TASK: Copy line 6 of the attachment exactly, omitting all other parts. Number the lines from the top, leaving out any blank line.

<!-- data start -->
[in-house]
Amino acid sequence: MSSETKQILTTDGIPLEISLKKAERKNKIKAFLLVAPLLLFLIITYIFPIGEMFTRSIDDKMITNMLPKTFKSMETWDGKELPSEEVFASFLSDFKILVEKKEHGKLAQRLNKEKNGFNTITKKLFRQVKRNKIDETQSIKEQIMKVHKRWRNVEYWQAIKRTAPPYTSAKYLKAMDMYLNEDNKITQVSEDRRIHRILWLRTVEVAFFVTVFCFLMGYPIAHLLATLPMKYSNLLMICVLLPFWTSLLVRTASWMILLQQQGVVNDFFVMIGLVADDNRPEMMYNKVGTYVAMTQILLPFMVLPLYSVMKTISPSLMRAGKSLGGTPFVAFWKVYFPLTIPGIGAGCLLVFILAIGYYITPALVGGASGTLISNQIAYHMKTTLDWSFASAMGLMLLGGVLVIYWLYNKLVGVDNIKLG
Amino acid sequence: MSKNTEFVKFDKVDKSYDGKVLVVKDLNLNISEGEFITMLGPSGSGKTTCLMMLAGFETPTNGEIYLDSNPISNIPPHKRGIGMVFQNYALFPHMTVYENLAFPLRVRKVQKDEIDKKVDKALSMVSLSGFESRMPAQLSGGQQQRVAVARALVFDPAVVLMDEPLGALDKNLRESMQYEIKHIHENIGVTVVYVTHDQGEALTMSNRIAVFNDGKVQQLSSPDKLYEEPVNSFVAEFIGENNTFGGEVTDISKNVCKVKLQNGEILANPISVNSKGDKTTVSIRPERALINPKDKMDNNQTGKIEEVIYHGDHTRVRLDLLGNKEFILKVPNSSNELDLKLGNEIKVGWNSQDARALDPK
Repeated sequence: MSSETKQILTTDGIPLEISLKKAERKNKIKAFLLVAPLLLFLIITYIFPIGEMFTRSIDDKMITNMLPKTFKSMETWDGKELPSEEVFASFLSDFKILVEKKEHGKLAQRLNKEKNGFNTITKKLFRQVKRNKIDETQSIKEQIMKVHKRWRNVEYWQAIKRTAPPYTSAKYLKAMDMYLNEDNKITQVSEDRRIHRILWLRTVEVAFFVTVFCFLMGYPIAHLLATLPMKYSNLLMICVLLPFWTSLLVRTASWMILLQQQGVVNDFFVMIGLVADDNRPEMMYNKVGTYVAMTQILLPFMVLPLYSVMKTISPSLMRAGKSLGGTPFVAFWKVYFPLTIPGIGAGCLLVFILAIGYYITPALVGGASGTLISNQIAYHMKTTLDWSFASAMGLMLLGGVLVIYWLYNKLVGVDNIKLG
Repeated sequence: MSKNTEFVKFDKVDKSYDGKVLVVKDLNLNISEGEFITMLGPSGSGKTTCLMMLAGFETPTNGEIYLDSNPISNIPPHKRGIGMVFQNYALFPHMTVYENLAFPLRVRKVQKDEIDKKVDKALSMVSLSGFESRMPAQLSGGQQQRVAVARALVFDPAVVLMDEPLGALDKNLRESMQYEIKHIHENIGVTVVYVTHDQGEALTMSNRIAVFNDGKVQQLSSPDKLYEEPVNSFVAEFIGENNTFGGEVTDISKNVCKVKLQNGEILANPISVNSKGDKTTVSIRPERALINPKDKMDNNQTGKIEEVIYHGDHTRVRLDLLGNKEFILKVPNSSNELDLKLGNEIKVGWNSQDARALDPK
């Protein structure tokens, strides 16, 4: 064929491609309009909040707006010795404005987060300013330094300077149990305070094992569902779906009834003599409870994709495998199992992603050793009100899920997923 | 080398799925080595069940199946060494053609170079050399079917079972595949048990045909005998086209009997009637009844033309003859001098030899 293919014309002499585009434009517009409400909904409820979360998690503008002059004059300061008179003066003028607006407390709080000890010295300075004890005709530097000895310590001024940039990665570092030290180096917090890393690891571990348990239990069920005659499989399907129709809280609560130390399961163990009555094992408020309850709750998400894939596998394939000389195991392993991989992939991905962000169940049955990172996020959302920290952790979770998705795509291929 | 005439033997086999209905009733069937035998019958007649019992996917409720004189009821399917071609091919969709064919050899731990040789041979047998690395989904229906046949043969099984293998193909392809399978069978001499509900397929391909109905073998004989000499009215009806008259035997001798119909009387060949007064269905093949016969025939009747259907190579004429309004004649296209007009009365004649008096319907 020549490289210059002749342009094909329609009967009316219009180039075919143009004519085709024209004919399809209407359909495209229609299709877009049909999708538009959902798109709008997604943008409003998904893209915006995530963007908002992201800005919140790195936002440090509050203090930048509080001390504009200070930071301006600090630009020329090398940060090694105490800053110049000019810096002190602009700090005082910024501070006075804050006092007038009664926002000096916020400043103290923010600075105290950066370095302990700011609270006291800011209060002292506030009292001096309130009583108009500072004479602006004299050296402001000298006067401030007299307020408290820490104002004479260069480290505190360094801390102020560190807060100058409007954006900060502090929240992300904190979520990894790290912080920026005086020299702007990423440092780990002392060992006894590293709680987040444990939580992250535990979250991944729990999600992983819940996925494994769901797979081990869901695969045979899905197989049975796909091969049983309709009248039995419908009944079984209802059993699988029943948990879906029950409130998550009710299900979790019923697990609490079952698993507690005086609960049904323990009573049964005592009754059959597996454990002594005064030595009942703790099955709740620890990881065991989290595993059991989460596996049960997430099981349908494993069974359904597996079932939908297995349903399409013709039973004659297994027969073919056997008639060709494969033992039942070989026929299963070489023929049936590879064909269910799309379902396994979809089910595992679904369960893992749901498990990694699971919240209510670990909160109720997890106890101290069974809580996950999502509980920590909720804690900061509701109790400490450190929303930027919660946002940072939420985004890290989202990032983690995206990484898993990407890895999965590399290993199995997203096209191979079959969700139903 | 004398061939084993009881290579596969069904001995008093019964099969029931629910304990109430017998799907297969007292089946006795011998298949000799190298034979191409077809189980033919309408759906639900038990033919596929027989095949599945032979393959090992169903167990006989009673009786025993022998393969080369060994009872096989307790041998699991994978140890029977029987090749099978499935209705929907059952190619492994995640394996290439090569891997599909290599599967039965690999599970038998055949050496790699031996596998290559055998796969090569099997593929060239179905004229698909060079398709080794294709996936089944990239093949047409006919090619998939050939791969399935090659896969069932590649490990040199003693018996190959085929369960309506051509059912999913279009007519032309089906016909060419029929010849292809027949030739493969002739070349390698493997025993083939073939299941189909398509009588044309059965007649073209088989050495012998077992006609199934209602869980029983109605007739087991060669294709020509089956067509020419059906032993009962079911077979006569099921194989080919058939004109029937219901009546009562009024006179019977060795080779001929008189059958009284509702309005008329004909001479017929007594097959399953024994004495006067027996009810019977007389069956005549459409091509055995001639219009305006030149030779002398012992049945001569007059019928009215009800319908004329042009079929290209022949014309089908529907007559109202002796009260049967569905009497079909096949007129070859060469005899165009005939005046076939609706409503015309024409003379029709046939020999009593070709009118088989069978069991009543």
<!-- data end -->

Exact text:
């Protein structure tokens, strides 16, 4: 064929491609309009909040707006010795404005987060300013330094300077149990305070094992569902779906009834003599409870994709495998199992992603050793009100899920997923 | 080398799925080595069940199946060494053609170079050399079917079972595949048990045909005998086209009997009637009844033309003859001098030899 293919014309002499585009434009517009409400909904409820979360998690503008002059004059300061008179003066003028607006407390709080000890010295300075004890005709530097000895310590001024940039990665570092030290180096917090890393690891571990348990239990069920005659499989399907129709809280609560130390399961163990009555094992408020309850709750998400894939596998394939000389195991392993991989992939991905962000169940049955990172996020959302920290952790979770998705795509291929 | 005439033997086999209905009733069937035998019958007649019992996917409720004189009821399917071609091919969709064919050899731990040789041979047998690395989904229906046949043969099984293998193909392809399978069978001499509900397929391909109905073998004989000499009215009806008259035997001798119909009387060949007064269905093949016969025939009747259907190579004429309004004649296209007009009365004649008096319907 020549490289210059002749342009094909329609009967009316219009180039075919143009004519085709024209004919399809209407359909495209229609299709877009049909999708538009959902798109709008997604943008409003998904893209915006995530963007908002992201800005919140790195936002440090509050203090930048509080001390504009200070930071301006600090630009020329090398940060090694105490800053110049000019810096002190602009700090005082910024501070006075804050006092007038009664926002000096916020400043103290923010600075105290950066370095302990700011609270006291800011209060002292506030009292001096309130009583108009500072004479602006004299050296402001000298006067401030007299307020408290820490104002004479260069480290505190360094801390102020560190807060100058409007954006900060502090929240992300904190979520990894790290912080920026005086020299702007990423440092780990002392060992006894590293709680987040444990939580992250535990979250991944729990999600992983819940996925494994769901797979081990869901695969045979899905197989049975796909091969049983309709009248039995419908009944079984209802059993699988029943948990879906029950409130998550009710299900979790019923697990609490079952698993507690005086609960049904323990009573049964005592009754059959597996454990002594005064030595009942703790099955709740620890990881065991989290595993059991989460596996049960997430099981349908494993069974359904597996079932939908297995349903399409013709039973004659297994027969073919056997008639060709494969033992039942070989026929299963070489023929049936590879064909269910799309379902396994979809089910595992679904369960893992749901498990990694699971919240209510670990909160109720997890106890101290069974809580996950999502509980920590909720804690900061509701109790400490450190929303930027919660946002940072939420985004890290989202990032983690995206990484898993990407890895999965590399290993199995997203096209191979079959969700139903 | 004398061939084993009881290579596969069904001995008093019964099969029931629910304990109430017998799907297969007292089946006795011998298949000799190298034979191409077809189980033919309408759906639900038990033919596929027989095949599945032979393959090992169903167990006989009673009786025993022998393969080369060994009872096989307790041998699991994978140890029977029987090749099978499935209705929907059952190619492994995640394996290439090569891997599909290599599967039965690999599970038998055949050496790699031996596998290559055998796969090569099997593929060239179905004229698909060079398709080794294709996936089944990239093949047409006919090619998939050939791969399935090659896969069932590649490990040199003693018996190959085929369960309506051509059912999913279009007519032309089906016909060419029929010849292809027949030739493969002739070349390698493997025993083939073939299941189909398509009588044309059965007649073209088989050495012998077992006609199934209602869980029983109605007739087991060669294709020509089956067509020419059906032993009962079911077979006569099921194989080919058939004109029937219901009546009562009024006179019977060795080779001929008189059958009284509702309005008329004909001479017929007594097959399953024994004495006067027996009810019977007389069956005549459409091509055995001639219009305006030149030779002398012992049945001569007059019928009215009800319908004329042009079929290209022949014309089908529907007559109202002796009260049967569905009497079909096949007129070859060469005899165009005939005046076939609706409503015309024409003379029709046939020999009593070709009118088989069978069991009543």